ISSN 1671-3710
CN 11-4766/R

Advances in Psychological Science ›› 2023, Vol. 31 ›› Issue (6): 887-904.doi: 10.3724/SP.J.1042.2023.00887

• Research Method •     Next Articles

Using word embeddings to investigate human psychology: Methods and applications

BAO Han-Wu-Shuang1,2,3, WANG Zi-Xi1,2, CHENG Xi1,2, SU Zhan1,2, YANG Ying1,2, ZHANG Guang-Yao1,2,4, WANG Bo5, CAI Hua-Jian1,2()   

  1. 1CAS Key Laboratory of Behavioral Science, Institute of Psychology, Chinese Academy of Sciences, Beijing 100101, China
    2Department of Psychology, University of Chinese Academy of Sciences, Beijing 100049, China
    3Manchester China Institute, The University of Manchester, Manchester M13 9PL, United Kingdom
    4State Key Laboratory of Cognitive Neuroscience and Learning, Beijing Normal University, and IDG/McGovern Institute for Brain Research, Beijing 100875, China
    5College of Intelligence and Computing, Tianjin University, Tianjin 300350, China
  • Received:2022-08-23 Online:2023-06-15 Published:2023-03-07
  • Contact: CAI Hua-Jian


As a fundamental technique in natural language processing (NLP), word embedding quantifies a word as a low-dimensional, dense, and continuous numeric vector (i.e., word vector). This process is based on machine learning algorithms such as neural networks, through which semantic features of a word can be extracted automatically. There are two types of word embeddings: static and dynamic. Static word embeddings aggregate all contextual information of a word in an entire corpus into a fixed vectorized representation. The static word embeddings can be obtained by predicting the surrounding words given a word or vice versa (Word2Vec and FastText) or by predicting the probability of co-occurrence of multiple words (GloVe) in large-scale text corpora. Dynamic or contextualized word embeddings, in contrast, derive a word vector based on a specific context, which can be generated through pre-trained language models such as ELMo, GPT, and BERT. Theoretically, the dimensions of a word vector reflect the pattern of how the word can be predicted in contexts; however, they also connote substantial semantic information of the word. Therefore, word embeddings can be used to analyze semantic meanings of text.
In recent years, word embeddings have been increasingly applied to study human psychology. In doing this, word embeddings have been used in various ways, including the raw vectors of word embeddings, vector sums or differences, absolute or relative semantic similarity and distance. So far, the Word Embedding Association Test (WEAT) has received the most attention. Based on word embeddings, psychologists have explored a wide range of topics, including human semantic processing, cognitive judgment, divergent thinking, social biases and stereotypes, and sociocultural changes at the societal or population level. Particularly, the WEAT has been widely used to investigate attitudes, stereotypes, social biases, the relationship between culture and psychology, as well as their origin, development, and cross-temporal changes.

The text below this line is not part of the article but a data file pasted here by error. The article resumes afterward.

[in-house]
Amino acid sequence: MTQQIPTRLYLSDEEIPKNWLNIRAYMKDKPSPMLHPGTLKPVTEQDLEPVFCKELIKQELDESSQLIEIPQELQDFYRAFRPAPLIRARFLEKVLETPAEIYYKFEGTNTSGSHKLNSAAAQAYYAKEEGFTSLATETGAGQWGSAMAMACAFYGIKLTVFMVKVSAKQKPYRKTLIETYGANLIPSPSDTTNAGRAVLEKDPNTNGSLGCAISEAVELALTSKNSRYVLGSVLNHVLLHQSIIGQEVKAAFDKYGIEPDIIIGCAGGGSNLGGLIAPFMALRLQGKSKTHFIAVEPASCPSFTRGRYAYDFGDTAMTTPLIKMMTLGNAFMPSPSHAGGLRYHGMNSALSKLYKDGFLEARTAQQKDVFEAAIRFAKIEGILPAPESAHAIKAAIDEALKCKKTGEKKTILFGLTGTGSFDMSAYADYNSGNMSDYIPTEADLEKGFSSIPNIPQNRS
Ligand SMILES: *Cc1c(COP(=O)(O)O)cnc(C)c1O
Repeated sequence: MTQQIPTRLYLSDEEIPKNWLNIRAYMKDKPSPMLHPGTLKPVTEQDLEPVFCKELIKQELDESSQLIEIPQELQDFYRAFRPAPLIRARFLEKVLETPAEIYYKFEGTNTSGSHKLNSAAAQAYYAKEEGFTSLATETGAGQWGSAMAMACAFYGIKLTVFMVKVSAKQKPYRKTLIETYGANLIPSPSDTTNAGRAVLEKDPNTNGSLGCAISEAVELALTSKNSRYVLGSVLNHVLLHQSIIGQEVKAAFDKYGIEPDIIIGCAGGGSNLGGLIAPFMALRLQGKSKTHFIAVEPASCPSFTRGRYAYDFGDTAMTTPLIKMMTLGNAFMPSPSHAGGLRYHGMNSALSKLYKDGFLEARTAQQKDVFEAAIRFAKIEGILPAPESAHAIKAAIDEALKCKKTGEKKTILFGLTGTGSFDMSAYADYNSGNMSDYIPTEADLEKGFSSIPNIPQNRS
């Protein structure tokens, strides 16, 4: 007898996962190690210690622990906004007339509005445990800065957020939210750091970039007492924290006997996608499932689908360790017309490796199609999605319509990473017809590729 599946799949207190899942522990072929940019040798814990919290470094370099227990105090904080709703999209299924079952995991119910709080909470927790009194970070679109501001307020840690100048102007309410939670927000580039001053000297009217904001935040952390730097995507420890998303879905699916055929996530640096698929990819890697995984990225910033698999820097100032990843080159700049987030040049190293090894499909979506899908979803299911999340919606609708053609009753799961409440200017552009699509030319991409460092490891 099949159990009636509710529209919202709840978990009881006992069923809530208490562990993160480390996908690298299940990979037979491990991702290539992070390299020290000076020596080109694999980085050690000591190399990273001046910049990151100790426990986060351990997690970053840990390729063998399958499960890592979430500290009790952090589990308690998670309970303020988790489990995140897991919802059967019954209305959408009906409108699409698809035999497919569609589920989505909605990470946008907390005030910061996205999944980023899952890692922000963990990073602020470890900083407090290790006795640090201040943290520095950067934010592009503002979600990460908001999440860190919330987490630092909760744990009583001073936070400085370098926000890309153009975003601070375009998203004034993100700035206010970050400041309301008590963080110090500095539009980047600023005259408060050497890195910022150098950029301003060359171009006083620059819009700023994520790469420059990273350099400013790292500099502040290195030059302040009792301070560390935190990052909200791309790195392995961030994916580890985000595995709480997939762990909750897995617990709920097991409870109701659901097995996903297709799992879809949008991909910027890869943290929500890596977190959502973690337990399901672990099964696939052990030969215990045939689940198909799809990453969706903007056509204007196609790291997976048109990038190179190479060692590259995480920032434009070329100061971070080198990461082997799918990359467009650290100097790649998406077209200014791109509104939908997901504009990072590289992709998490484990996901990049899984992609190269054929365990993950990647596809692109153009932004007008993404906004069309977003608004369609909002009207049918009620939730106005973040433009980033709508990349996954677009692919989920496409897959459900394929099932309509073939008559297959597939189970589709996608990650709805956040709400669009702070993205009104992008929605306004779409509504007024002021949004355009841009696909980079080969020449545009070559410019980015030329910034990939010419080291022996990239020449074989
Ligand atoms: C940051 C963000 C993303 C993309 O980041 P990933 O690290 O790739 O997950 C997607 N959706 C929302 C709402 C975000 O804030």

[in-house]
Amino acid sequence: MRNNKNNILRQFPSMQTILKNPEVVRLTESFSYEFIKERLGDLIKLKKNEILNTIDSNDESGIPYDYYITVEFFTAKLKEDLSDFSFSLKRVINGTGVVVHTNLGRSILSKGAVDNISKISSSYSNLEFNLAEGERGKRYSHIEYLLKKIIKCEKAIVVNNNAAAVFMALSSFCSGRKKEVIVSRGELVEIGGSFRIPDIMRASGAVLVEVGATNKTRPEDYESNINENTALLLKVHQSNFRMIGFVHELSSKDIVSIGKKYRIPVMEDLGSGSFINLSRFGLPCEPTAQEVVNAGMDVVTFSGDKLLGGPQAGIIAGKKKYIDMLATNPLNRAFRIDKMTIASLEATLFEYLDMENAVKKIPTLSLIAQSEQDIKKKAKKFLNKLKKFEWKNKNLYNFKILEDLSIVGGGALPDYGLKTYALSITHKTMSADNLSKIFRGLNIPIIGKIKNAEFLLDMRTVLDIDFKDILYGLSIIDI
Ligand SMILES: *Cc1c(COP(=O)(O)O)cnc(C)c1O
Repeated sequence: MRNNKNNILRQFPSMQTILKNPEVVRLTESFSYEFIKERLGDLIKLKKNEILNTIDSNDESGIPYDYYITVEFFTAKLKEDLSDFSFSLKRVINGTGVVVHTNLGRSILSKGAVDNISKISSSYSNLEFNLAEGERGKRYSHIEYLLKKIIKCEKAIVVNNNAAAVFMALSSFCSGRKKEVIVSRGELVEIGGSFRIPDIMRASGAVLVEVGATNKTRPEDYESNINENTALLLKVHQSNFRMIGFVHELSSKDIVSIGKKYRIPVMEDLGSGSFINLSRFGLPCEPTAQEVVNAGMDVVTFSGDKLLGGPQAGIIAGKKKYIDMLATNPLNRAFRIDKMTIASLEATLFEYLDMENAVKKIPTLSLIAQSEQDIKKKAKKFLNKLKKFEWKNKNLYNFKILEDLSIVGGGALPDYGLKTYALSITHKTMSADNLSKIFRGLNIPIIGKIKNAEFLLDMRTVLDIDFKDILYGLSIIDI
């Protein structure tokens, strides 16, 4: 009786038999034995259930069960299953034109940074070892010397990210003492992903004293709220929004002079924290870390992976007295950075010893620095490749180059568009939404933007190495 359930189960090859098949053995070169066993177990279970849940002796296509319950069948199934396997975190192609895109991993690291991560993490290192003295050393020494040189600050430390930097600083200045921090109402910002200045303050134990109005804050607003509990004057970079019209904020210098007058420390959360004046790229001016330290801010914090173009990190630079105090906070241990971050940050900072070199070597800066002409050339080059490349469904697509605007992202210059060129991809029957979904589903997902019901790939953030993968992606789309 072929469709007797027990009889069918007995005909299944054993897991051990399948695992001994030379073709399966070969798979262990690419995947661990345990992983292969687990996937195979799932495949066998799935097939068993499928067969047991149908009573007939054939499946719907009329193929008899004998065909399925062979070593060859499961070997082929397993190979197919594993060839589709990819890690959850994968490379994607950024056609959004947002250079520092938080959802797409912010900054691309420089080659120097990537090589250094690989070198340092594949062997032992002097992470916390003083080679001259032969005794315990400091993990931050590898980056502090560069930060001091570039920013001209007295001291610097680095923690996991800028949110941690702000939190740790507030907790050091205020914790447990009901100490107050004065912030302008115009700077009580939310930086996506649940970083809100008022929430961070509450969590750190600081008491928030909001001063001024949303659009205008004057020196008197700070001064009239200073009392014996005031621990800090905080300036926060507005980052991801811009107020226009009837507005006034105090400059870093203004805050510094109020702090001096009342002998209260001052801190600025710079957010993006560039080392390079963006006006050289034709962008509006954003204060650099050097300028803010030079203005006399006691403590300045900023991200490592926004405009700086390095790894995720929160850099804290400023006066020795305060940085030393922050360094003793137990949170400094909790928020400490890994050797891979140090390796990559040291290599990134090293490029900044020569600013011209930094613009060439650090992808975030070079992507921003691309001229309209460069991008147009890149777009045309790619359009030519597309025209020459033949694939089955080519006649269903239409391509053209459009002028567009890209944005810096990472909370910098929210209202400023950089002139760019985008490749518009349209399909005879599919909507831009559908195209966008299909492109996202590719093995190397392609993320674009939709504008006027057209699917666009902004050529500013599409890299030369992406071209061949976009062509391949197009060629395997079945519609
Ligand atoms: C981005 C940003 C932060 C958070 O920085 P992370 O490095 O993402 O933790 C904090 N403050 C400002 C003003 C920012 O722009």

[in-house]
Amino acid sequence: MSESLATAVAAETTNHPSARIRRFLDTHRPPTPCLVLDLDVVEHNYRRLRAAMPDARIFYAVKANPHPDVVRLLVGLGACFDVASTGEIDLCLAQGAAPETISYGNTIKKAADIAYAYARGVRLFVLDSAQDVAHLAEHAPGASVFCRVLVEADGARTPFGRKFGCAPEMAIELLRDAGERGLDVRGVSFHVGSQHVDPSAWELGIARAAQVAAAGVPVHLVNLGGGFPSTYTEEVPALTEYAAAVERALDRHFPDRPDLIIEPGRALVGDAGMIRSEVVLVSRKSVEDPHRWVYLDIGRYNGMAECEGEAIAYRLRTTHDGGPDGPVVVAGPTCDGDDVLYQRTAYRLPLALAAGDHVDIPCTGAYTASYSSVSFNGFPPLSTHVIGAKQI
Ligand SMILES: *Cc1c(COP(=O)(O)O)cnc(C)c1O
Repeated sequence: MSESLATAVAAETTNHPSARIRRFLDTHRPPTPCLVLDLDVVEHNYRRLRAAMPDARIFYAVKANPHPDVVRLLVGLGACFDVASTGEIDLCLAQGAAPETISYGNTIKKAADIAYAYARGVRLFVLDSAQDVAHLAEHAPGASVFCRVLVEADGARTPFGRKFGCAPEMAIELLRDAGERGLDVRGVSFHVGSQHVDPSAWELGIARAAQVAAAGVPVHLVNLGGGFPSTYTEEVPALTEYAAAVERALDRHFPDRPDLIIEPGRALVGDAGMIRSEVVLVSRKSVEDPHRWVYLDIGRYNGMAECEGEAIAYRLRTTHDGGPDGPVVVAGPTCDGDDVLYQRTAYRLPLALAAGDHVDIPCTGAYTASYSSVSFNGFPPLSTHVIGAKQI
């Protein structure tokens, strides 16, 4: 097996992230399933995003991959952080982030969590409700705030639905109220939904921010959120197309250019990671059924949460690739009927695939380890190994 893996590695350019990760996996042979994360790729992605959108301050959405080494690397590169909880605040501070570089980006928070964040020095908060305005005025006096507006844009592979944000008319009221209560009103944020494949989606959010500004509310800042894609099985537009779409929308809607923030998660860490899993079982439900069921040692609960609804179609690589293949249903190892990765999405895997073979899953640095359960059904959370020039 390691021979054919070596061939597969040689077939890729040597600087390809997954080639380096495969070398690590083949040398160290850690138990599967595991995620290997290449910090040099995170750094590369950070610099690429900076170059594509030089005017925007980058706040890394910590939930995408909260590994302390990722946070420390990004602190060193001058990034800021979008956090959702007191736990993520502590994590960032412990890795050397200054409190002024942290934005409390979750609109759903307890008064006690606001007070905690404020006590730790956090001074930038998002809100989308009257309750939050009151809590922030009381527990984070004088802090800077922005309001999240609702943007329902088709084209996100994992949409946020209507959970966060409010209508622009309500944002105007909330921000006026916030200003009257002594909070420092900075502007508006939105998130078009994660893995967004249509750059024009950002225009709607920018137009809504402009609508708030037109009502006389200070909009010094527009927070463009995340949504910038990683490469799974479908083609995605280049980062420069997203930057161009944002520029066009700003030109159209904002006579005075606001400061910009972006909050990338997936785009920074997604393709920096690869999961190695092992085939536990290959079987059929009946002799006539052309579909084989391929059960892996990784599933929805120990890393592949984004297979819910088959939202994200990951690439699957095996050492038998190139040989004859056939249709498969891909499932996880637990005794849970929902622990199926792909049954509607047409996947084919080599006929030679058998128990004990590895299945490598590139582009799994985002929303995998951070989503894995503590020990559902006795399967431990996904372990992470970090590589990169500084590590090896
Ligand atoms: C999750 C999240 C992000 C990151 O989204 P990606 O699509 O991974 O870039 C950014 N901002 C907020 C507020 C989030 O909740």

As a novel methodology, word embeddings offer several unique advantages over traditional approaches in psychology, including lower research costs, higher sample representativeness, stronger objectivity of analysis, and more replicable results. Nonetheless, word embeddings also have limitations, such as their inability to capture deeper psychological processes, limited generalizability of conclusions, and dubious reliability and validity. Future research using word embeddings should address these limitations by (1) distinguishing between implicit and explicit components of social cognition, (2) training fine-grained word vectors in terms of time and region to facilitate cross-temporal and cross-cultural research, and (3) applying contextualized word embeddings and large pre-trained language models such as GPT and BERT. To enhance the application of word embeddings in psychological research, we have developed the R package “PsychWordVec”, an integrated word embedding toolkit for researchers to study human psychology in natural language.

Key words: natural language processing, word embedding, word vector, semantic representation, semantic relatedness, Word Embedding Association Test (WEAT)

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